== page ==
A recent addition examines the gender pay gap by industry. Consider the following statement and then review the graphic below.
There is no industry where women earn equal to or than men overall, even when controlling for all measured compensable factors.
Graphic via PayScale.com
Human resources has traditionally been viewed as the talent gatekeeper for an organization. HR practitioners therefore play a significant role in developing, nurturing, and communicating a culture of inclusion. Furthermore, most HR professionals appreciate that organizations are no longer composed of a homogeneous workforce. So it was with great interest that this tweet by Tanya Odom regarding Elevate 2015, a virtual HR conference aimed to “inspire HR and other business professionals,” caught my eye.
The Elevate 2015 web site touts a roster of “industry leading experts and visionaries,” famous authors, HR thought leaders, and leading business executives who promise to provide attendees the tools they need to “free themselves and their people to do their best work.” Unfortunately, of the 62 industry leaders and visionaries, only three seem to be people of color. Moreover, in reviewing the event’s agenda, diversity and inclusion doesn’t seem to be considered a “new idea” or “effective trend” within the themes of Growing People, Seismic Shifts in HR, Talent, Leadership, and Culture.
Fifty-six HR topics – not one included the importance of diversity and inclusion.
When Tanya’s tweet began to gain some traction on Twitter, this was HR.com’s reply:
As Tanya noted – a “1990’s” response. Indeed, this organization should know better.
With increased globalization and multicultural workforces, a strong commitment to diversity and inclusion is a core HR responsibility. Professional HR organizations such as HR.com and Elevate 2015 sponsors need to do better, especially since they influence those who are responsible for finding, developing, and retaining corporate talent. If professional HR organizations are truly committed to promoting diversity and inclusion, there needs to be a fundamental paradigm shift regarding diversity from those who lead them.
Perhaps HR.com and the organizers of Elevate 2015 can learn a lesson from Canada’s new Prime Minister?
A question asked by Zach Stafford based on his experiences with those who say they forget “he’s black” — and somehow mean it as a compliment. He takes them to task:
When I point out that their eyesight had never left them, that my skin has never changed colors, and that they probably did not really forget that I am black, they inevitably get defensive. First, they try to argue that it was a compliment; the smart ones quickly realize that complimenting someone on not being black is actually pretty racist, so they switch gears.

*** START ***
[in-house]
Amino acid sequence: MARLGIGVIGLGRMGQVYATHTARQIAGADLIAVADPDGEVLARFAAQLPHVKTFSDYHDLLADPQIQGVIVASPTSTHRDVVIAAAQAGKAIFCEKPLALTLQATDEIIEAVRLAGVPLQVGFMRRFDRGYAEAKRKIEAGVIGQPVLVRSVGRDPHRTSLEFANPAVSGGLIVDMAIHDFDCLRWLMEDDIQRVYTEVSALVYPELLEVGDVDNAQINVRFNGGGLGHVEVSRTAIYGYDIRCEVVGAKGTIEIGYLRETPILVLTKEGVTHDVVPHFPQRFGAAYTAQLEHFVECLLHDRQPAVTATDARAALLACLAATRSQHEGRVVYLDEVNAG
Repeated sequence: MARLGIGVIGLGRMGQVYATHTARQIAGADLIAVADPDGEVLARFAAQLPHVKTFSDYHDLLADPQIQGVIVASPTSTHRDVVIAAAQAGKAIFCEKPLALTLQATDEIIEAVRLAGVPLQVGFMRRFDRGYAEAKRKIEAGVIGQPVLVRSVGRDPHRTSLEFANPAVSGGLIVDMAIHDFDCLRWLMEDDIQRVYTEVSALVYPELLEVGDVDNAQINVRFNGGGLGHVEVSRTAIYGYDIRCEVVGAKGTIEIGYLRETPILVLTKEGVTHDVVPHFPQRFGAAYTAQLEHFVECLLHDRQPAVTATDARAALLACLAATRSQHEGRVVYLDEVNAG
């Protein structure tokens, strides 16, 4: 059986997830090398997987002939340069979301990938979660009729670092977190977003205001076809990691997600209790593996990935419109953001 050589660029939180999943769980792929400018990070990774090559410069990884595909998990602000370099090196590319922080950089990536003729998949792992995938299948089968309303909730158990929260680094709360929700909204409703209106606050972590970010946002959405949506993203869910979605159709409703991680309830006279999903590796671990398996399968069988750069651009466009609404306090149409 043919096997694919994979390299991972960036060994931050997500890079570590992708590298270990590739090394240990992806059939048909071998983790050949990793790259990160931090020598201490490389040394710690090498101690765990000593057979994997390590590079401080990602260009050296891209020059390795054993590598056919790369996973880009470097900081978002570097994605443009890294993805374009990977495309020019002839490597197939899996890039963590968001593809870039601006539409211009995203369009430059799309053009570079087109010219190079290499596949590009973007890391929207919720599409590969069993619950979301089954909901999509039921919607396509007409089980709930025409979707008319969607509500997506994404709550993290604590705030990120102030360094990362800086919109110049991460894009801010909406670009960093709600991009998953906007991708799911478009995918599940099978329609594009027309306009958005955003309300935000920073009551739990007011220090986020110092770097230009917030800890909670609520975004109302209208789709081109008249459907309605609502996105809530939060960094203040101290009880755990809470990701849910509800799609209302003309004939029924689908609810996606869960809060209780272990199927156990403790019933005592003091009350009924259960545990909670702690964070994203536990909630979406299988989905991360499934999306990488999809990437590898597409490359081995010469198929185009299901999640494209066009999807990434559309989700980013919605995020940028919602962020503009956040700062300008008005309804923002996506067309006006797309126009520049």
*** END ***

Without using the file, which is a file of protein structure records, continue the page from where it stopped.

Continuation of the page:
I don’t see race! is usually their next tactic, followed by I am colorblind, though they never give credit to Stephen Colbert. By “colorblind” they don’t actually mean that they can’t see green or red; rather, they are suggesting that they can’t ever be racist, because they don’t register skin color at all.
This ideology is very popular – like a racial utopic version of the Golden Rule – but it’s actually quite racist. “Colorblindness” doesn’t acknowledge the very real ways in which racism has existed and continues to exist, both in individuals and systemically. By professing not to see race, you’re just ignoring racism, not solving it.
Interesting graphic developed by designer Eleanor Lutz and journalist Linda Kennedy which illustrates America’s college population into an average of 100 students.
Latinos, women, and other people of color still earn less than white men, even with similar education levels.
Among workers age 25 and older with at least a bachelor’s degree, median weekly earnings in 2014 were $1,385 for men and $1,049 for women. Black or African American workers with at least a bachelor’s degree had median weekly earnings of $970 in 2014, compared with $1,219 for White workers with the same level of education. Asians with at least a bachelor’s degree had median weekly earnings of $1,328. The median for Hispanic or Latino workers with that level of education was $1,007 per week.